AshleyMadison.com is one of the most controversial "matchmaking" sites on the web. The site that aims to help married/attached people have an affair seems to get treated like the redheaded stepchild of the online hook-up world; it's been banned from advertising during the Super Bowl and censored by Facebook and Google.
Well, at least now we know the outrage about such a site isn't exclusive to the U.S. of A. Europe's answer to AshleyMadison.com is called VictoriaMilan.com. The site seems to have just recently stepped up its public ad campaign ... and started making a lot of people furious in the process.
In addition to TV commercials, city bus shelters sport billboards that ask, "Are you married? Liven up your life -- have an affair" (which doesn't vary much at all from the Ashley Madison tagline, "Life is short. Have an affair."). In only a matter of days, the Swedish Advertising Ombudsman had received more than 90 complaints about the ads, which sets a new record (it was previously 37).
I have to wonder ... what's the big deal?
I'd love to hear what people are actually saying when they call in to complain. It's not like there's any kind of graphic image on the ads. Is it that kids might see the ads and get the wrong idea? Well, it's not Victoria Milan's job to explain to young people about the values of fidelity. I don't think that's it, though.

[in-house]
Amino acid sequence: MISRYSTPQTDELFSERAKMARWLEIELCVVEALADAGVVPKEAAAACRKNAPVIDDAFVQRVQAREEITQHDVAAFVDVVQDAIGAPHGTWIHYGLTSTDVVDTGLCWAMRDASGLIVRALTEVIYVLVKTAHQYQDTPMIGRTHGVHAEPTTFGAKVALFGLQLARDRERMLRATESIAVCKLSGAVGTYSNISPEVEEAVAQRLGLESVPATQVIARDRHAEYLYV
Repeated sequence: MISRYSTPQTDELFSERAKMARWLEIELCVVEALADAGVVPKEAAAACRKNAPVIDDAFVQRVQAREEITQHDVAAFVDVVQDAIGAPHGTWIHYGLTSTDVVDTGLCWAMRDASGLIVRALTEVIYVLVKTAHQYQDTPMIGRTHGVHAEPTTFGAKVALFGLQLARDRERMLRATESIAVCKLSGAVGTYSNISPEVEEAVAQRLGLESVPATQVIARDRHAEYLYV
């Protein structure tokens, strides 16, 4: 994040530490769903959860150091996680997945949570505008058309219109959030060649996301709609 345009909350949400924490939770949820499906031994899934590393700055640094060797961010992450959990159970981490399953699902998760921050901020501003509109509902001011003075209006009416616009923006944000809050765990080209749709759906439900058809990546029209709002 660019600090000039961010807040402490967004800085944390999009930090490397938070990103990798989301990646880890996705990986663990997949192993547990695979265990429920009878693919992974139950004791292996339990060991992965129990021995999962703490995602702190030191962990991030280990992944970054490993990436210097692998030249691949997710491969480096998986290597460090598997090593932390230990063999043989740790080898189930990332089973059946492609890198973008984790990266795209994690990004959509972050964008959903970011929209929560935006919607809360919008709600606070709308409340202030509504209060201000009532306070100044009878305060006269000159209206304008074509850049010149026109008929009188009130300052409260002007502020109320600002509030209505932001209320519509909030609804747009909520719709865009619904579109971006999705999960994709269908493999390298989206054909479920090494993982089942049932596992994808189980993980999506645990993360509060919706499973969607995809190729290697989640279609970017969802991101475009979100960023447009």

It's that people seem to be terrified that advertising for sites like Ashley Madison and Victoria Milan is going to somehow brainwash or convince people to cheat. Sure, the taglines are encouraging adultery with that "Hey, come on! We challenge you!" tone -- but if someone is going to cheat, they're going to do it regardless. No advertisement is going to MAKE anyone do anything. The only thing that these ads spur is conversation and maybe curiosity ... and the opportunity to find someone to cheat with, if you're already hell-bent on cheating!
Also, reality check: After hearing about it, men and women will sign onto sites like these just to check it out and nothing more. Sites like these are a novelty, which is innately intriguing. You just have to wonder ... Are the people on the site all freak shows? (Mostly, yes.) Do they actually show their faces in their photos? (Sometimes, which is incredible, right?) I even did some investigative reporting on Ashley Madison around Valentine's Day, and let me tell you -- it's like taking a trip to the circus for the most part.
Sigurd Vedal, the founder of Victoria Milan, says the site is already doing crazy successful business. Ashley Madison's founder has said the same. That means there is a market for what they're providing -- a market that existed before they even stepped in to "assist." So instead of freaking out on the guys who are just taking advantage of the marketplace, how 'bout these complainers sit down with their partner and discuss trust issues? That might actually be more productive.
Are you upset by ads for sites like Ashley Madison and Victoria Milan -- why or why not?
Image via Lindarosephotography.com